Reading the trends

Reading the trends

Much has been written about the pleasures of shutting yourself away from the world and sitting down with a good book and a cup of coffee. But what was initially touted to be a solitary activity has now spread its wings and is taking on different forms and hues.  

People, clubs, businesses  - there is an entire fraternity that is working on making reading a more fun and interactive activity. From book fairies who drop books off in public places for you to find to startups that curate the perfect gift box for any bookworm, it is a Santa's world out there!

 One of the elves in this world is  Aamina Shabeer, a student of  Christ University and a book fairy. "I always wanted to be engaged in an activity related to literature.  My classmate became a book fairy a couple of months back and kept posting pictures on Instagram So I decided to give it a try," she says.

"I decided on my first book  - 'Dracula' by  Bram Stoker - and dropped it off at Christ University itself. I saw someone pick up the book after some time and that brought me immense joy. I feel such initiatives will bring about an important change because though the next  generation is reading, I feel they are not reading good books."

Aamina may have a point there. In a recent survey among 30 major countries,  the NOP  World Culture Score Index ranks India as the country that loves reading the most!  Indians clocked 10.4 hours of weekly reading. That's around one and a half hours of reading in a day. The data is purely based on the time spent in doing so and has no connection with literacy rates. So are we reading or not reading?

"I think the younger generation is doing a great job. For all their Snapchat and Facebook, they have read books and know what they are talking about. It is somewhat surprising that they are reading so much. You'd think they are always stuck on their phones but that's not true," says Nidhi Srivastava.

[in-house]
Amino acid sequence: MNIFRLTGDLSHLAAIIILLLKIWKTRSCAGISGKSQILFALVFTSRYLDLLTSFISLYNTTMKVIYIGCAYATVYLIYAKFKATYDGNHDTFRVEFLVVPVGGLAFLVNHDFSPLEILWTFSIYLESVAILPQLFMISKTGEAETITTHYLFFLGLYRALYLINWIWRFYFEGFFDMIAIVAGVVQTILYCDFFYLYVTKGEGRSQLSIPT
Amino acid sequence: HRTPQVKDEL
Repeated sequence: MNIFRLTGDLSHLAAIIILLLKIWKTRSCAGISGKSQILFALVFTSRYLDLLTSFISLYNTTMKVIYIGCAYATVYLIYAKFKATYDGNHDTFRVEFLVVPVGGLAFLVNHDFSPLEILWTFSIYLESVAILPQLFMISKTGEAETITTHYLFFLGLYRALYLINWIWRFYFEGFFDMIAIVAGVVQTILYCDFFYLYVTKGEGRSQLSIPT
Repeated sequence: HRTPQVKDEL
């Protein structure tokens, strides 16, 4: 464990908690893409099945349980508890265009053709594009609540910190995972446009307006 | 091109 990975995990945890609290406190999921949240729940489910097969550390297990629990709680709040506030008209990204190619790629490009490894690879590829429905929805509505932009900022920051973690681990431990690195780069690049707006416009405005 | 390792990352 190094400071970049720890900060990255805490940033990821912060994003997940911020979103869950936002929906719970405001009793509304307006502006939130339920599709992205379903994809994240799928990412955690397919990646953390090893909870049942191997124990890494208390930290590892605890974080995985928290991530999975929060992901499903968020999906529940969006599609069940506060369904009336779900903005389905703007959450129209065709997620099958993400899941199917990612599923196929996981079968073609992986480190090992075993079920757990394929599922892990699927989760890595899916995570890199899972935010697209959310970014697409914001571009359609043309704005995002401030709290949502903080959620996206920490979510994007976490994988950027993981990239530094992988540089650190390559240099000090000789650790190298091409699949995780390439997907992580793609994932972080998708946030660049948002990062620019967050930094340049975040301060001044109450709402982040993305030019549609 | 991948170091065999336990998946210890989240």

And she should know. Nidhi is one of the founders of 'BYOB  - Bring Your Own Book'; a book club which has become something of a phenomenon in the country's literary space now.  

"I started 'BYOB' in 2015 with my friends because we wanted to meet more people with whom we could discuss our passion with. And it was not limited to friends. I share a fondness for books with my grandparents, so I envisaged this as a common platform for grandparents and grandchildren to come together and discuss books" she says with a smile.

If you are one of those who abhor human contact when you have a good book in your hand, then '' has got you covered.  

Says Prachi Saxena, "'' is a content website which sees crowdsourced content in the form of short stories, poems and so on. Once while going through the comments, I came across one which said 'Nice story; I just need a cup of tea with it'. It was an old yet popular notion  - the concept of tea and books  - but  I realised people still want to do this. So I decided to curate some things from my end for the book lovers out there."

The startup then came out with a box that puts together two books, a month's supply of a beverage, 5-6 'bookish' goodies, a  D-I-Y kit and a postcard with some of their unpublished original content. The box, which can be availed using a monthly subscription, is a bookworm's treasure trove!

So what are... no, how are you reading today?

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